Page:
Does Oedipus, in Oedipus Rex by Sophocles, have any control over what happened to him?

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Lori Steinbach eNotes educator| Certified Educator

Obviously there are two ways of thinking about Oedipus and his fate in Oedipus Rex by Sophocles. One idea is that he was a victim of fate, powerless to make any decisions on his own. In this scenario, his choices were in fact preordained acts over which he had no control. Another idea suggests that Oedipus is a man who makes his own choices and is therefore the master of his own destiny. This is the great tension of the play, and it all hinges on the prophecies which were made both to Laius and Jocasta and to Oedipus. 

The prophesy Oedipus receives is that he will kill his father and marry his mother, and he has no intention of doing those things so he runs away. When we consider whether Oedipus could have changed his fate, the simplistic answer is that he could have avoided killing anyone or marrying anyone if he wanted to be absolutely certain the prophecies did not come true. Instead he gets angry and kills Laius and accepts Jocasta as his bride for ridding Thebes of the Sphinx. To that extent, then, he had free will; however, it does seem a bit more complex than that.

Jocasta scorns fate when she points out that the oracles predicted that her son would kill her husband and marry her, and obviously, she boasts, that has not happened. When she discovers the truth, that things happened just as the oracle predicted they would, she immediately kills herself. This is a clear indication that she thought she was in control of her life but was instead a mere victim of fate.

Oedipus, too, believes he can outmaneuver fate (like mother like son?) and immediately leaves Polybus and Merope so he will not kill the one and marry the other. What he does not know (and the oracles obviously do know) is that those two are not his real parents. Later, when he tries to find out what is cursing his beloved Thebes, Oedipus learns from the blind prophet Teiresias the truth that he is the curse and what the oracles decreed has come to pass. The gods knew what Oedipus did not. When he finds out the truth, he blinds himself and begs Creon:

Cast me out as quickly as you can,
away from Thebes, to a place where no one,
no living human being, will cross my path. 

In both cases, however, there is an element of free will. When Jocasta learns the truth, she has a choice about how she will react to it. She exercises her right to choose by killing herself. When Oedipus begins his search for the truth, that is his choice; and when he chooses to blind himself and be ostracized after he discovers it, he is exercising his free will. 

Also, both Jocasta and Oedipus claim not to believe in the prophecies, yet both of them belie that belief by taking drastic actions to try to thwart them. She sends her own son off to the mountains to be killed, demonstrating her fear that the prophecy would come true. He runs away from his home without even saying goodbye to the people he assumes are his parents, demonstrating his fear that the oracles spoke the truth. Once he believes he has accomplished his goal, however, he refers to himself this way:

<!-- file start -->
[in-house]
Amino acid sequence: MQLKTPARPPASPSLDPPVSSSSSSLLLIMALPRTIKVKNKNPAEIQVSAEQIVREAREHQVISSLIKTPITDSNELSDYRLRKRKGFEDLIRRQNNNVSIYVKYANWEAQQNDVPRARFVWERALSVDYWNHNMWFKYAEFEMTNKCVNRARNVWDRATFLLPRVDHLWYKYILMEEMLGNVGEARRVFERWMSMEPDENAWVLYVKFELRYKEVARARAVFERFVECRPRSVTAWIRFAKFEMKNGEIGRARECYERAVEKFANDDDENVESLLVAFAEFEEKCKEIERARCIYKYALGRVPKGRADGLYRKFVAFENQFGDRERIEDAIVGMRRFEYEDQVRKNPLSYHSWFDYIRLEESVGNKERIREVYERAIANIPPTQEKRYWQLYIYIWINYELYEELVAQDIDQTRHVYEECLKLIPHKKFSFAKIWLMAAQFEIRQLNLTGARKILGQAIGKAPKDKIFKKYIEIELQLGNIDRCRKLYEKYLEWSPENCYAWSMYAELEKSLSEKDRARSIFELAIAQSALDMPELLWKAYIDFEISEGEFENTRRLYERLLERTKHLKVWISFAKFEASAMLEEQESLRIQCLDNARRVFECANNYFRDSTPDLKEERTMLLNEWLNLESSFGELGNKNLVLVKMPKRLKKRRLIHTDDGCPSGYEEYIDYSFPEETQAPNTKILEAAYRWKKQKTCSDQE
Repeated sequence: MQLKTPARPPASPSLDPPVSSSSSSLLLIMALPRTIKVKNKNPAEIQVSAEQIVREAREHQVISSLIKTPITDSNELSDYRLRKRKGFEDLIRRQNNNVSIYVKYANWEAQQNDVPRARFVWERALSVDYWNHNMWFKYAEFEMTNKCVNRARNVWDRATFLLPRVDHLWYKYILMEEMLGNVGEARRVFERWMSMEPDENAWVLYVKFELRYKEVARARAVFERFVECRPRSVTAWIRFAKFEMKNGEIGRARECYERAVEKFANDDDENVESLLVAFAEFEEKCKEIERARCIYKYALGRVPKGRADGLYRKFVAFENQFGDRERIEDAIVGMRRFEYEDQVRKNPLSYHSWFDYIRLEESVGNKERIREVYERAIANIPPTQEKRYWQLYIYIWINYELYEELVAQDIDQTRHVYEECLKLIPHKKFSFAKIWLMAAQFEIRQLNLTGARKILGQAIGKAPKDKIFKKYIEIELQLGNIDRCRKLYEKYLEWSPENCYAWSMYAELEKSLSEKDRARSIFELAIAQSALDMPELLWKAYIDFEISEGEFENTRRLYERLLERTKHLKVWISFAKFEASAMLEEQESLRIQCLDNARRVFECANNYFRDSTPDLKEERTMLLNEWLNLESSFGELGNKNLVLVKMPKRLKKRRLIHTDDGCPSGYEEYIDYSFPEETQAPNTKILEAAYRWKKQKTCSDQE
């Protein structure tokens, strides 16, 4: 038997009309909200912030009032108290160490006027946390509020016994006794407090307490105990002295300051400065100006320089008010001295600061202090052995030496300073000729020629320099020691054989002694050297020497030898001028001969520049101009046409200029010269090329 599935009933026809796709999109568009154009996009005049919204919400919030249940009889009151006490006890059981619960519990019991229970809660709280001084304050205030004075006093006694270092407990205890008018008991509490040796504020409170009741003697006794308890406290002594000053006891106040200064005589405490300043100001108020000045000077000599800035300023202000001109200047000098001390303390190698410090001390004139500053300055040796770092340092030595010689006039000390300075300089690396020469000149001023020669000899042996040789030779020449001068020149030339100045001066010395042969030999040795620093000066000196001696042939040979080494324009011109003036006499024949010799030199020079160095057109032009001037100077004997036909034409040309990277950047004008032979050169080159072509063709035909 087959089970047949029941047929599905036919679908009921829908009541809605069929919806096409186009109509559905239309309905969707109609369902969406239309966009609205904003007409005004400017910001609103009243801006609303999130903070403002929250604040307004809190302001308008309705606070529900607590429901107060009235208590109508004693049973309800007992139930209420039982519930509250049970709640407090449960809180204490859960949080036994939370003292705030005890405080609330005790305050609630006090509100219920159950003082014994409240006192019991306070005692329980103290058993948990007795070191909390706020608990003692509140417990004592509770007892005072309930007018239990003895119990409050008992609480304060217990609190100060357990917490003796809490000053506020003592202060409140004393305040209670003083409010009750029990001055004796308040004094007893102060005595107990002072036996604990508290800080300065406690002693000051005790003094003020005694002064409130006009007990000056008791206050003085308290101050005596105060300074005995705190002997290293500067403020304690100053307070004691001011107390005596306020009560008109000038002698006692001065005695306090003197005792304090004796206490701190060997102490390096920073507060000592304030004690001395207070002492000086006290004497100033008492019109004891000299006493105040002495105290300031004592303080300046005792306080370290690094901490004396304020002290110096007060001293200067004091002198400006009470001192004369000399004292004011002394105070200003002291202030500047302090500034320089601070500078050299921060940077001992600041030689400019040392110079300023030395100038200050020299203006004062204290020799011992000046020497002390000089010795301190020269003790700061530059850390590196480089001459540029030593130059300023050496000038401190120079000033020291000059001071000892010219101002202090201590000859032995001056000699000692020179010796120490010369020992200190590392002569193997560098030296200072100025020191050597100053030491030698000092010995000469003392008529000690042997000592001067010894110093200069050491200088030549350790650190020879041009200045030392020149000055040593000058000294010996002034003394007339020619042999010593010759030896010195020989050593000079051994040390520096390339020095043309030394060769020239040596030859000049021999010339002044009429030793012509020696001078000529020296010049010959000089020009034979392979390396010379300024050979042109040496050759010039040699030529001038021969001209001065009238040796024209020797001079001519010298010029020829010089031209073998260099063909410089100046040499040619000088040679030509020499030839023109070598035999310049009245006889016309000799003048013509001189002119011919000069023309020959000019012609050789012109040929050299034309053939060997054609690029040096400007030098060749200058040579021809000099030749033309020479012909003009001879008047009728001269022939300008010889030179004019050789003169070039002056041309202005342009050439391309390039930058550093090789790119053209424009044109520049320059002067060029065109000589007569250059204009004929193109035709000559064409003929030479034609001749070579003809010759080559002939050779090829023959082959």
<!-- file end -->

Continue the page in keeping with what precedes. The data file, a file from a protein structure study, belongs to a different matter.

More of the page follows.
Who rank myself as Fortune's favorite child,
The giver of good gifts....

He believes he has cheated fate, but of course he soon learns the horrible truth, which happened just as the oracles decreed. 

Clearly, then, Sophocles is demonstrating his belief in the supremacy of fate over self-determinism, though he does allow that we all have some degree of choice. We get to choose how we will react to the events fate has destined for us. 

mar55060 | Student

Fate is a common theme in Greek writing.  The idea that attempting to avoid an oracle is the very thing which brings it about.  "Oedipus Rex" is a Greek tragedy.  Free will also plays a large part in "Oedipus Rex".  Laius and Jocasta use free will to try to prevent the oracle's prediction. which says that Laius will be killed by his own son.  To prevent the prophecy from coming true, they send him away to his death.  However, there is free will in the shepherd's decision to give him to King Polybus and Merope.  When Oedipus hears a rumor that he is not the biological son of Polybus and Merope, they choose to deny that it is true.  Oedipus makes a choice to leave Corinth to prevent himself from killing Polybus, who he believes is his father and marrying Merope, who he believes is his mother.  He chooses to head toward Thebes, where he encounters Laius.  Oedipus chooses to kill the man, unknowingly killing his father and fulfilling the first part of the prophecy.  He chooses to marry Jocasta, fulfilling the second part of the prophecy.  In response to the plague at Thebes, he chooses to send Creon his brother-in-law to the oracle at Delphi for advice, resulting in  an investigation of Laius' murder.  None of these choices is predetermined.

When Jocasta learns that Oedipus is her biological son, she chooses to hang herself.  Upon finding his dead mother, Oedipus uses the pins that held her dress together, and uses them to plunge into his eyes.  All the actions were based on free will to avoid the prophecy.  Then when the prophecy was fulfilled, the characters acted freely in their despair.